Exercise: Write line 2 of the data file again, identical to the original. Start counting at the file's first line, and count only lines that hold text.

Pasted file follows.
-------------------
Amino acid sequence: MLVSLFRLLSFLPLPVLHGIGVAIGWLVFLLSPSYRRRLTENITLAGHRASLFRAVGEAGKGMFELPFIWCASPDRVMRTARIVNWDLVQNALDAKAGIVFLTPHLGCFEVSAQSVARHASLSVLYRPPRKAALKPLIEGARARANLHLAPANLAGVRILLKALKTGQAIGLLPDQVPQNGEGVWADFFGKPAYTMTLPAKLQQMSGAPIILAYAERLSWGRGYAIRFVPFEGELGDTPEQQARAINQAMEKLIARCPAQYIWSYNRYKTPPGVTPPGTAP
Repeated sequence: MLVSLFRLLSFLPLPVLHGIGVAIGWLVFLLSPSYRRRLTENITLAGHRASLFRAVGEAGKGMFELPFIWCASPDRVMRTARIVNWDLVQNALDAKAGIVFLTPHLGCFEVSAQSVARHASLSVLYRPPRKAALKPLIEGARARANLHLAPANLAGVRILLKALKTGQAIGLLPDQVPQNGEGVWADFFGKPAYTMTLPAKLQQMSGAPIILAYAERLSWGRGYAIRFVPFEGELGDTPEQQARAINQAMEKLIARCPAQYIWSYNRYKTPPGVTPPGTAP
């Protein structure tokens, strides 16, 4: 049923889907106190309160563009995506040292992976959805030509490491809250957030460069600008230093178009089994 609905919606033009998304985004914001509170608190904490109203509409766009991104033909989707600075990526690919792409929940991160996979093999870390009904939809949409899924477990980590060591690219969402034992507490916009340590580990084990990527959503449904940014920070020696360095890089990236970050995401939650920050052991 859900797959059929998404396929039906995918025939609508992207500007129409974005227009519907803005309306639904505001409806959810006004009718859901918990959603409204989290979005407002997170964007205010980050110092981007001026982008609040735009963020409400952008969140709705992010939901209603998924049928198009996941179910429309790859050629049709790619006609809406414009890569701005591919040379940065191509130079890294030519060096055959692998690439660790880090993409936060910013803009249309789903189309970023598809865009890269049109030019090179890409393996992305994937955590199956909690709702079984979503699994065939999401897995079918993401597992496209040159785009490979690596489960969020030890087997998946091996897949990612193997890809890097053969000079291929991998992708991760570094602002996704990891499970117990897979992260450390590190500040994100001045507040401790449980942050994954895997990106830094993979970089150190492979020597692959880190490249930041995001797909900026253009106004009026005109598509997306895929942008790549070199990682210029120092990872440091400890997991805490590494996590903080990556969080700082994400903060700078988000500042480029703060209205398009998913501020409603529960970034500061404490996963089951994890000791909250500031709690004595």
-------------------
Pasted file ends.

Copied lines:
Repeated sequence: MLVSLFRLLSFLPLPVLHGIGVAIGWLVFLLSPSYRRRLTENITLAGHRASLFRAVGEAGKGMFELPFIWCASPDRVMRTARIVNWDLVQNALDAKAGIVFLTPHLGCFEVSAQSVARHASLSVLYRPPRKAALKPLIEGARARANLHLAPANLAGVRILLKALKTGQAIGLLPDQVPQNGEGVWADFFGKPAYTMTLPAKLQQMSGAPIILAYAERLSWGRGYAIRFVPFEGELGDTPEQQARAINQAMEKLIARCPAQYIWSYNRYKTPPGVTPPGTAP